The temple was built in 881, during the Khmer dynasty, and is one of many ancient Hindu temples scattered around Southeast Asia (today, the vast majority of Cambodians are Buddhists). The statue was decapitated in 1431, though exactly why or who did it I do not know. The body of the statue came to Paris in 1935, and the head remained in the museum affixed to the nearby Angkor Wat, Cambodia's most famous tourist attraction.
The reunification of head and body happened completely by accident. John Gunther Dean, an ambassador to Cambodia in the 1970s, known for protecting Cambodian art from the Khmer Rouge, decided to give the museum a present from his personal collection:
To thank the museum, Mr Dean, now 80, offered a gift from his own collection of ancient Khmer artefacts. Last month, the gift arrived, the sculpted head of a woman found at the Bakong temple site in 1939.
"I asked him for a Khmer head because we only had headless statues but I didn't think for a moment about a possible match," said Pierre Baptiste, the museum's curator for south-east Asian art.
"I brought the head into our [Cambodian] hall looking for a place that it could be exhibited," said M. Baptiste. "I had a sudden notion the two pieces resembled each other but then thought, 'no, things never happen that way'.
"I put the head on the statue's shoulders. It shifted a few millimetres. I heard the little click that you get when two stones fit together and the head fell perfectly into place. It was as if it had put itself together. I still get goose-bumps thinking about it." (link)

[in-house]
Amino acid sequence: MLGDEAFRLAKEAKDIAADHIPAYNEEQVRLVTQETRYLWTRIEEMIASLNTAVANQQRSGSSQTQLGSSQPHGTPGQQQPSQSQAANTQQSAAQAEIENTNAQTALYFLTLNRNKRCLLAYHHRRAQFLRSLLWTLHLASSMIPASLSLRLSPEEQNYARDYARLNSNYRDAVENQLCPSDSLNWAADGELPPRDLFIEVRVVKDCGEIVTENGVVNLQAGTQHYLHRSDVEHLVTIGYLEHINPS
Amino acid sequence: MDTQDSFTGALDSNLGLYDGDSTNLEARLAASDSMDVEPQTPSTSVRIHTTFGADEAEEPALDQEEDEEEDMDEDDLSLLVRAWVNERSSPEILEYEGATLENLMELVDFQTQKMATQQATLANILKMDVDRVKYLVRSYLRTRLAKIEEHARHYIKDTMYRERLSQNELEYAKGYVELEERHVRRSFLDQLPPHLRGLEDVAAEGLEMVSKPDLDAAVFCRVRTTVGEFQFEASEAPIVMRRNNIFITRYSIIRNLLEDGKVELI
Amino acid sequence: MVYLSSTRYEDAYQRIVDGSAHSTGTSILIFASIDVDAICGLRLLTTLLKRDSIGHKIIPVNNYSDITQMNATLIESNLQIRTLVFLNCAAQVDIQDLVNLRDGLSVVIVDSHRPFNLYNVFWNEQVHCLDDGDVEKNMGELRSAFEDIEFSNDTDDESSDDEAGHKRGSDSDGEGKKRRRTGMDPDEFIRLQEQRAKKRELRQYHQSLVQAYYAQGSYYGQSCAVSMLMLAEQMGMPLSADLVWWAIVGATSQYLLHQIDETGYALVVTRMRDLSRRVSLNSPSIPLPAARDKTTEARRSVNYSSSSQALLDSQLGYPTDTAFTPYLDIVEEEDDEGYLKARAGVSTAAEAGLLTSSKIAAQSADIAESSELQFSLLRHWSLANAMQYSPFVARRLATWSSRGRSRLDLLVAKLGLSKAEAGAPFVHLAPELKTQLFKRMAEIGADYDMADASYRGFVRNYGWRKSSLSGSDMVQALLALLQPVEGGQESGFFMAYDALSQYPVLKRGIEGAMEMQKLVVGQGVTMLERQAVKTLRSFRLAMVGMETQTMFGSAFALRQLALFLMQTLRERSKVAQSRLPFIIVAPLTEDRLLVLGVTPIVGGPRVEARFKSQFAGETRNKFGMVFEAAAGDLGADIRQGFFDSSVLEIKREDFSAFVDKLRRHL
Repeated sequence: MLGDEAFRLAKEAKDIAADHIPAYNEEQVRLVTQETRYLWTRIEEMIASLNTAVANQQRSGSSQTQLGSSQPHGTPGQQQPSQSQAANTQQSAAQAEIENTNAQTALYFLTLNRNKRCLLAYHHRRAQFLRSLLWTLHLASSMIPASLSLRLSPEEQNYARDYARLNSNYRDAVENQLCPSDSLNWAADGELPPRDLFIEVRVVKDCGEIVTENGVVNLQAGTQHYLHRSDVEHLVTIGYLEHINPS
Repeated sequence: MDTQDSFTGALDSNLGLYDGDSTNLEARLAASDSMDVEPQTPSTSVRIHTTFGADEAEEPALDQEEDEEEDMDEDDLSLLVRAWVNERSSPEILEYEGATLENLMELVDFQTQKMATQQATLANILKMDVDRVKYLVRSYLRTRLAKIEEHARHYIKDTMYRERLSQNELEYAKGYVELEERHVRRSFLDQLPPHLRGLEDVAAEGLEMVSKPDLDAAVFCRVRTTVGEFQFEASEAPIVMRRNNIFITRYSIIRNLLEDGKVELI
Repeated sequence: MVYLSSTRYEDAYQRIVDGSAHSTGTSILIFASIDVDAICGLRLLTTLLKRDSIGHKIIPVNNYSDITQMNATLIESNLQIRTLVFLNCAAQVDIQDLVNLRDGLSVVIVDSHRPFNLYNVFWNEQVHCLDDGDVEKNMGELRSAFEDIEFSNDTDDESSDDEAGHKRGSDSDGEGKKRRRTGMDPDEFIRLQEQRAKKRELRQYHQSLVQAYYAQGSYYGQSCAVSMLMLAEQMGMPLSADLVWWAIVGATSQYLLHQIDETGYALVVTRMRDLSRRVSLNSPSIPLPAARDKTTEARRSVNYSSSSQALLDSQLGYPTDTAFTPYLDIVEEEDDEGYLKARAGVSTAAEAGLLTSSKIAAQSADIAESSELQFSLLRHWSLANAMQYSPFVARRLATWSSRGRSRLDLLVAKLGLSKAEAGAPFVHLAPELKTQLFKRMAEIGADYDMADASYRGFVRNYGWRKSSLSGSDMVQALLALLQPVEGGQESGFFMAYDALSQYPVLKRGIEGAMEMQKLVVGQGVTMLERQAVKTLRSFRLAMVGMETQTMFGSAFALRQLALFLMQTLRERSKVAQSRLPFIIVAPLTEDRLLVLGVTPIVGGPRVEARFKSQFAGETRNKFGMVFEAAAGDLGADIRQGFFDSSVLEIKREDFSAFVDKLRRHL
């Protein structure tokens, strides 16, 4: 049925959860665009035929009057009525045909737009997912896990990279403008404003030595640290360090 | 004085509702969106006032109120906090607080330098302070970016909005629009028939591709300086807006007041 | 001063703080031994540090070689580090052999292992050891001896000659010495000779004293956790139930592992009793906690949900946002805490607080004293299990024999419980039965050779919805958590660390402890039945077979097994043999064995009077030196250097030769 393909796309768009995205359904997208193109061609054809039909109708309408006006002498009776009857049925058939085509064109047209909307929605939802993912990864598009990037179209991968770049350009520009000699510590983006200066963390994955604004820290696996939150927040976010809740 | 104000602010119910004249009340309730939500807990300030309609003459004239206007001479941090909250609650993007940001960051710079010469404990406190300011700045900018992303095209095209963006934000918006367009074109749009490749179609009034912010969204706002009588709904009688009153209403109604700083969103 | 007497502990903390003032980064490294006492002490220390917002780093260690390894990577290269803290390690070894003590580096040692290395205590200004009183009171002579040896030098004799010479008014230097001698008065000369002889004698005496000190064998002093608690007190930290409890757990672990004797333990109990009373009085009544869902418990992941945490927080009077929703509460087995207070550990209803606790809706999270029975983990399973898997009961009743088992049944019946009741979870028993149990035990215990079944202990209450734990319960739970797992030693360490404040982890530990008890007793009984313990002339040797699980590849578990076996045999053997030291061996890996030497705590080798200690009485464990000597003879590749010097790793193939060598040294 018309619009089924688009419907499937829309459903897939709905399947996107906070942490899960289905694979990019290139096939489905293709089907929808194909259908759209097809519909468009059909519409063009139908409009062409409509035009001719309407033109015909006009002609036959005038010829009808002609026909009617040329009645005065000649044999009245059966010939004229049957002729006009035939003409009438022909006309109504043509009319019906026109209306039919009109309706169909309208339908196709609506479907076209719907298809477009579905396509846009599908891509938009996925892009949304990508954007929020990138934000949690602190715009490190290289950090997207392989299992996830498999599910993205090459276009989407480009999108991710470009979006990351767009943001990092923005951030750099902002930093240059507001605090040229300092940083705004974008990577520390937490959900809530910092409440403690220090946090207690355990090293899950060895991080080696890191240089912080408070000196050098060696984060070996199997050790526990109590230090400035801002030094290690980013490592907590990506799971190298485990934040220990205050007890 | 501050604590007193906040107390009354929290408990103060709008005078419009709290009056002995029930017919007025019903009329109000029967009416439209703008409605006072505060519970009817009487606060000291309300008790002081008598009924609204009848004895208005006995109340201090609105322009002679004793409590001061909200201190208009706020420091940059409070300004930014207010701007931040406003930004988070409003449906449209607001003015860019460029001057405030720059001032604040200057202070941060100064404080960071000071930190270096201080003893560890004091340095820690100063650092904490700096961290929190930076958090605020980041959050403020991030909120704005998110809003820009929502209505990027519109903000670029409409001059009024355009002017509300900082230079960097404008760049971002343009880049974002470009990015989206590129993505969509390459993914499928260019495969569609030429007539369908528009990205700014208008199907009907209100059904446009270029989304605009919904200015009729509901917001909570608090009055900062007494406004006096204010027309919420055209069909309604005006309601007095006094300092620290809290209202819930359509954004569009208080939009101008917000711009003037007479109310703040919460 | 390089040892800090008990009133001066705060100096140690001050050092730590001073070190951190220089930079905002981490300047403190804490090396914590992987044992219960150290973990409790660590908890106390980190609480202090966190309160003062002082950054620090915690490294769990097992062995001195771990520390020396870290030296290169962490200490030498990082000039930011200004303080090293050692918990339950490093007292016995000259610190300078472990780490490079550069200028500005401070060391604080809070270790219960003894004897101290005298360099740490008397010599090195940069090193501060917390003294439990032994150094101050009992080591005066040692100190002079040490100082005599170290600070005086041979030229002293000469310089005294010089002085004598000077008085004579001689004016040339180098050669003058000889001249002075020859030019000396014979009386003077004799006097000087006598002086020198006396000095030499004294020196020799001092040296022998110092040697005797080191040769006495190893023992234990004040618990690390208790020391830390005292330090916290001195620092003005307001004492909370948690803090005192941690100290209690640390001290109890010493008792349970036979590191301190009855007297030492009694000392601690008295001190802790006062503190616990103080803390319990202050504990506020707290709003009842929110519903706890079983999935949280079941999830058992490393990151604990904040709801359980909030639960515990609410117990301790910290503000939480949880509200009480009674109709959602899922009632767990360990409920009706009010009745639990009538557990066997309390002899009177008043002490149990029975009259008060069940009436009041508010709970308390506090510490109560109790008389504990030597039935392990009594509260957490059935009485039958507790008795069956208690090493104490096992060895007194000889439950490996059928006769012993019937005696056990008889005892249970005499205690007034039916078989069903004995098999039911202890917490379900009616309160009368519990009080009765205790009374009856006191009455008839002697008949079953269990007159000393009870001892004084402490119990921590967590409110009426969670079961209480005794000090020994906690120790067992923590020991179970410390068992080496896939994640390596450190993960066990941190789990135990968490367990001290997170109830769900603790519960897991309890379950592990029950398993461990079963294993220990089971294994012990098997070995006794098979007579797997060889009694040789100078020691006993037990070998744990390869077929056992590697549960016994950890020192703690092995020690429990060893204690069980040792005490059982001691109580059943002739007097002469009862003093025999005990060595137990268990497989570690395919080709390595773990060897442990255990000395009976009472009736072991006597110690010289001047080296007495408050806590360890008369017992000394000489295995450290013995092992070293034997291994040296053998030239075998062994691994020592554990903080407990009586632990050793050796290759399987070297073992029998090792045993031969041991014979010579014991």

It's a great story, but it gives me goosebumps for a slightly different reason from the one curator Pierre Baptist experienced, as it reminds me that so many priceless ancient artifacts from from Asia are in westen museums. Indeed, the most likely place where the head of this statue could re-find its body is in one of the big 'Oriental' museums in Paris, London, or New York -- not Cambodia itself.
My own local Philadelphia Museum of Art has an entire Hindu temple (ca. 1550) from Tamil Nadu installed in a permanent exhibition (see here). It's a beautiful exhibit with amazing stone sculptures, and I'm not at all sure it would be preserved as nicely in India itself -- but it's still a little sad to visit it in this context, right next to the similarly-dislocated authentic 19th century Japanese tea-house.
Despite the absence of some major components, these temples are of course still major tourist attractions in Cambodia. Angkor Wat is world-famous, as is, more recently, Ta Prohm (where portions of Tomb Raider were filmed a few years ago). But imagine what they would be like if all the statues and friezes that are currently sitting in western museums were returned to their source!
Of course, this is hopelessly idealistic. The majority of the artifacts in the big European and American museums were acquired legally at the time they entered these museums' collections. And it's hardly likely those museums would agree to give back artifacts worth countless millions merely out of the goodness of their hearts.
Since restoration of the
[X-Posted at SM]